Simple, Not Easy

I can’t tell you how many times I tell people what I do for a living, and they come back with one of the following two responses:

1) What do you do in the off season, golf? or;

2) Selling sports tickets must be easy.

Please note, if you know someone that works for a professional sports team, don’t say either of those things.  It’s like asking a police officer if he takes a nap between pulling people over.

I am going to address the second comment during this entry.  As sports marketing professionals, what we do is simple – but it certainly isn’t easy.  While it might seem more glamorous than selling life insurance or blue widgets, I have some news for you.

– We have desks just like you do at your job;

– We have telephones, email, and computers, just like you;

– We have the same life issues that you might encounter at work, like that annoying co-worker who doesn’t always smell right.

– We have to work long hours and holidays when others have the day off (the NBA plays on Christmas, the NHL on New Years, and don’t forget about College Bowl Season!)

The only difference is, often times our office is located at a sports arena or stadium, oh – and we sell something that nobody really needs.

Our process, like yours is a simple one however, and even with emerging technology (facebook, twitter, this blog, linkedin) the process remains the same, and it works for every team, in every city, in every market across the country.

  • We pick up the telephone and call the prospect and work hard at getting an appointment (our ticket sales training goes into specifics, you understand why we won’t do that here);
  • We go to the appointment and speak with the person that can buy the tickets – and we ask a lot of questions about their business;
  • Because we are the experts in sports marketing (like you might be a great engineer, or amazing police officer) we are able to make recommendations to the decision maker on how our tickets can benefit their business;
  • Then we ask them to buy.

Yea, there are more steps involved – but the process is simple, not easy.

While it might be good to reach out via linkedin or other social media platforms (I have about 550 linkedin connections, 200 of which have come over the last 40 days, and most have come because of a personal connection first), you honestly don’t know if they know who you are or if they are just collecting linkedin contacts (which some people do).  Then when you follow up with an email, and even if you personalize it I have some news for you (key decision makers know it’s generic), it gets deleted.  Then when you finally get to calling them, they might recognize your name and didn’t read an email from you.

You think it’s a warm call, and they have no clue who you are or what your product does.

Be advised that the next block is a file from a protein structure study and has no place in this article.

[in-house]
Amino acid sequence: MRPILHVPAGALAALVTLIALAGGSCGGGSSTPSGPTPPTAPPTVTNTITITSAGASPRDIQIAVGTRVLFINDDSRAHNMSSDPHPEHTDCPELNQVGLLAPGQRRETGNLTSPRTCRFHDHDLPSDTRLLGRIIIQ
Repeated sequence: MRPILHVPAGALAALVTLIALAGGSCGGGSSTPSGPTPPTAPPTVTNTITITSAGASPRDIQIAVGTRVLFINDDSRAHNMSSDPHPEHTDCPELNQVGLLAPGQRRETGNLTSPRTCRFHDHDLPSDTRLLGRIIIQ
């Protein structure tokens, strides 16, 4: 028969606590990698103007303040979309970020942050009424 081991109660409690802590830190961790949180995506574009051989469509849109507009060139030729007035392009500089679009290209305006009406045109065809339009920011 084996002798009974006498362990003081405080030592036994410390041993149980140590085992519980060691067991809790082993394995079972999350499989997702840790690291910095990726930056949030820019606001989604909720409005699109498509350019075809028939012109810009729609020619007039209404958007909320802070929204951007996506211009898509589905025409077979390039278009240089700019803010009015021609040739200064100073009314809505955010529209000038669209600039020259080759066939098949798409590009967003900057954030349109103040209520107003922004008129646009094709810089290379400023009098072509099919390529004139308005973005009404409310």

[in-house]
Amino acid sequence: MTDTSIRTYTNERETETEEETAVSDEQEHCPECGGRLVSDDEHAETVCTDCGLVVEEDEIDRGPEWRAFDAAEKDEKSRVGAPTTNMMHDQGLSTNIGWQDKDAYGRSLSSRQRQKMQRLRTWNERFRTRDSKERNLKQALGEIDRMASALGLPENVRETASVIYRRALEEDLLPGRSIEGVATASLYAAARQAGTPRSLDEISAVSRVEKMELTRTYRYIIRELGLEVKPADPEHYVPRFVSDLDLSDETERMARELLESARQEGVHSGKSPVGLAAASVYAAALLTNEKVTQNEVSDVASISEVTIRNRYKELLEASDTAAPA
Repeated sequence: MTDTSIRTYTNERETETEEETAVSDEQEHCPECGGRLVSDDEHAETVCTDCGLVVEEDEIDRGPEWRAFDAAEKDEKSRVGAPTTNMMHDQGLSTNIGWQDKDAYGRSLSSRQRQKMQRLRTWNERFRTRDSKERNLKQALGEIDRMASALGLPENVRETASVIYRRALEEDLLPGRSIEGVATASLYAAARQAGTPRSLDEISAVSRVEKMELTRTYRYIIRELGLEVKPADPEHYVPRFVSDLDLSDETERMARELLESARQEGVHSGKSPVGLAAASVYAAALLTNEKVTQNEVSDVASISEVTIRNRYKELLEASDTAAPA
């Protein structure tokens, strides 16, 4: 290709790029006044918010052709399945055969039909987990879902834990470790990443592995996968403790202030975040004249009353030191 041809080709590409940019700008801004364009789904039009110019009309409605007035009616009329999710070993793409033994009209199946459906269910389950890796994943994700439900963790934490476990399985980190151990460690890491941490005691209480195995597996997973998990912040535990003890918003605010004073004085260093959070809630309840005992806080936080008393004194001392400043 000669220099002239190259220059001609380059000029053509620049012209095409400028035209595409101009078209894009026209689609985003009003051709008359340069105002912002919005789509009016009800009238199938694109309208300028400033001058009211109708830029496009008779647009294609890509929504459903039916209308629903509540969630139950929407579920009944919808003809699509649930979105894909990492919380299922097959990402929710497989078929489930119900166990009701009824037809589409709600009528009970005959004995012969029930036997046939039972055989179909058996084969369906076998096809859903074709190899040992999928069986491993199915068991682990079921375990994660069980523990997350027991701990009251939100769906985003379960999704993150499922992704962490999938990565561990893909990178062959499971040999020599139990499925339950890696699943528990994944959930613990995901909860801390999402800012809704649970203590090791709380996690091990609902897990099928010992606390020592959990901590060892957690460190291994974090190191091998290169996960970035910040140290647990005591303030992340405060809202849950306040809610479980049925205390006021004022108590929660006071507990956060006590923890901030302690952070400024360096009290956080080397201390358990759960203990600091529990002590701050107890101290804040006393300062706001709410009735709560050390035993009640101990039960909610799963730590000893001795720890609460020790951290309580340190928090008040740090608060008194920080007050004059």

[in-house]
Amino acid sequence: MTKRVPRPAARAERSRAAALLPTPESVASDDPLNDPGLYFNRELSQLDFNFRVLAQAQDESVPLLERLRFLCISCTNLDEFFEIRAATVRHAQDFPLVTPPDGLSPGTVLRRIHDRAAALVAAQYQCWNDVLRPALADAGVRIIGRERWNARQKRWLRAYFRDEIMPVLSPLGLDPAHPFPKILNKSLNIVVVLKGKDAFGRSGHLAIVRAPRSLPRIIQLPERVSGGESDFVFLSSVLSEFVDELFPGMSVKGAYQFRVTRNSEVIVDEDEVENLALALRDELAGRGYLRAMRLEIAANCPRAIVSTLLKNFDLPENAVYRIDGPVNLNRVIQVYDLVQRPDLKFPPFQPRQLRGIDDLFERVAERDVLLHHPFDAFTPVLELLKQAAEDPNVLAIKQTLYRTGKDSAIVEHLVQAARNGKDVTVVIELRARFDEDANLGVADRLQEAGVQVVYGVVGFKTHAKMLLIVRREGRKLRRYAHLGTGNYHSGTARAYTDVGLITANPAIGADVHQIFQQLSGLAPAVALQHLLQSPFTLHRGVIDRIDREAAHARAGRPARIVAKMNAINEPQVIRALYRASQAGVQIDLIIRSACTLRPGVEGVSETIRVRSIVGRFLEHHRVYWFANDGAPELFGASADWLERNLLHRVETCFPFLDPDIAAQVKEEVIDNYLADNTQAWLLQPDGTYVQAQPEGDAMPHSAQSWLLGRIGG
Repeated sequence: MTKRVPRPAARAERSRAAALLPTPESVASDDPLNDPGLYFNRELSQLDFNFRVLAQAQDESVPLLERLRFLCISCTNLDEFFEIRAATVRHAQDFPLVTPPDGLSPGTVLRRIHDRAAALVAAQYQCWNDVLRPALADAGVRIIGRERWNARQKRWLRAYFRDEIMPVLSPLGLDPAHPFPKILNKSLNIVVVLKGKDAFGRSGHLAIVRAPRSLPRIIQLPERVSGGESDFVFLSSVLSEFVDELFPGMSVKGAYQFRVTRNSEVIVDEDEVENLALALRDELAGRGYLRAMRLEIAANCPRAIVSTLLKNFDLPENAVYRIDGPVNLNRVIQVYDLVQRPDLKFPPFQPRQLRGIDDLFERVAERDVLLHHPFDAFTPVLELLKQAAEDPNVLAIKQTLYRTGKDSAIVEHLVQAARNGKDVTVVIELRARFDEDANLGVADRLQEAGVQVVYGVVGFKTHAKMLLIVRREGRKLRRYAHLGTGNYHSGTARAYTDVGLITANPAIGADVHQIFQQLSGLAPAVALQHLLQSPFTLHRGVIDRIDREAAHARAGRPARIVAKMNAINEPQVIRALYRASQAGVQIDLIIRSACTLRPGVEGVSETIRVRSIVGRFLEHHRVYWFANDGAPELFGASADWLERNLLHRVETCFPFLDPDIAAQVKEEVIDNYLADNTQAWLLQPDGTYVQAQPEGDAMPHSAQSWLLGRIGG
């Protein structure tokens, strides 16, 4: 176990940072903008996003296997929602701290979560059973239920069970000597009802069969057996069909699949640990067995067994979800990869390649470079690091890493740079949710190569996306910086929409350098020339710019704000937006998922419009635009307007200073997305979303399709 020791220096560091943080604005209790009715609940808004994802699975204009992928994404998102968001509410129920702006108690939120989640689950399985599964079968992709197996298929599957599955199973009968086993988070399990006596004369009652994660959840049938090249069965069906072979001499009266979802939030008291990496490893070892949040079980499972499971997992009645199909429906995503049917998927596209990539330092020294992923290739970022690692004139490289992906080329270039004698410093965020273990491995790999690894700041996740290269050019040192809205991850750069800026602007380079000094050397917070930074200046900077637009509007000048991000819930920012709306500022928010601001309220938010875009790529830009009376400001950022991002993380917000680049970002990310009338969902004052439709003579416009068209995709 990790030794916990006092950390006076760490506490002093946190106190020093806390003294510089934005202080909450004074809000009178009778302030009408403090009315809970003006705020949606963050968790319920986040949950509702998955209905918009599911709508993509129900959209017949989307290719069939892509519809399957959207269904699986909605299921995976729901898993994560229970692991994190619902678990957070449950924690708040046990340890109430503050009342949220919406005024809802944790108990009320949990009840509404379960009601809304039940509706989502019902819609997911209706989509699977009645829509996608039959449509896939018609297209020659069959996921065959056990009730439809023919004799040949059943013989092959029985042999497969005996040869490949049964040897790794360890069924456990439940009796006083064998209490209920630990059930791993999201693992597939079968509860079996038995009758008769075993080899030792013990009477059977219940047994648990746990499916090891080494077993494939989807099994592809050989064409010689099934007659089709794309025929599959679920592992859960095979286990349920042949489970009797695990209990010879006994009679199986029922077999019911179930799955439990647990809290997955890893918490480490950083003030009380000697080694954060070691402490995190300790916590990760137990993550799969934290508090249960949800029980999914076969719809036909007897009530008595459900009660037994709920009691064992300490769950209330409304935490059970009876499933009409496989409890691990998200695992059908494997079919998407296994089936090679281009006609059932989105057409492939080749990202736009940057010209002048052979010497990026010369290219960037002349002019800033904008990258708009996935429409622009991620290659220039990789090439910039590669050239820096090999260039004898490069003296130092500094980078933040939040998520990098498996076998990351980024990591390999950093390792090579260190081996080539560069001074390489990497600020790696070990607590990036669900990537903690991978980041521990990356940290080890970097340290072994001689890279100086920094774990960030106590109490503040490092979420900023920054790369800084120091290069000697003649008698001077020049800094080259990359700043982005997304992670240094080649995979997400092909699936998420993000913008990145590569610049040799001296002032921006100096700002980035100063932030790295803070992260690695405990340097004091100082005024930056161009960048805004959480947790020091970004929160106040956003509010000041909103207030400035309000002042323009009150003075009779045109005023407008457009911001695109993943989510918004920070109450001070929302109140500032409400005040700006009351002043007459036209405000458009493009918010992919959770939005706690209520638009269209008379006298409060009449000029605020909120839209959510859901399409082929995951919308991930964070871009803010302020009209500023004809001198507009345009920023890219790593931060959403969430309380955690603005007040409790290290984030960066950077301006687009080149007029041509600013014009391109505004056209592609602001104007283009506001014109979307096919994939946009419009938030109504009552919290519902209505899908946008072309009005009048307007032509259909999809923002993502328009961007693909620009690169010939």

In addition to all of this – it takes somewhere between 8 and 12 calls to close a sports related sale.  Most sales people give up on call six.  Understanding the metrics and how it works in our business is necessary for success, and I want to share the averages for you right now:

  • It takes 100 calls a day to get 2 appointments;
  • It takes 2 appointments a day (ten per week);
  • It takes 10 appointments (see where the two per day comes into play?) to get 2 sales;
  • It takes 8-12 contacts with the prospect to get them to buy.

There it is.  The magic formula to your ticket sales success.

I know what you’re thinking though, so let me answer the objection before you start in on the excuse.  In every single sales training we do, when we tell the staff that they need to make 100 outbound calls a day, I am told (100% of the time) by one sales executive in each group the following:

  • “It is impossible to make 100 outbound calls per day”

Let’s do some math, shall we?

If you are an average sales person, you have eight hours of work in your day  – so we are going to start with that number – 8 hours.

If you are like most of us (and one of the reasons it takes several calls to get an appointment), on average, you leave 75% voice mails.  As long as you are leaving proper voice mails, they should last anywhere from :30 to one minute.  For easy math, I am going to give you the one minutes.

8 hours in a work day.

75 minutes of voice mails.

Two appointments out of the office (3 hours)

That is a total of four hours and 15 minutes used in a day, so I have another question…

What do you do with the other 4(ish) hours that you’re working, or if you are a successful ticket sales rep – 6 or 7 hours?

The first thing we cover in sales training is how to balance your work day – if you do it properly, you can and will hit these metrics.

Now go sell something.


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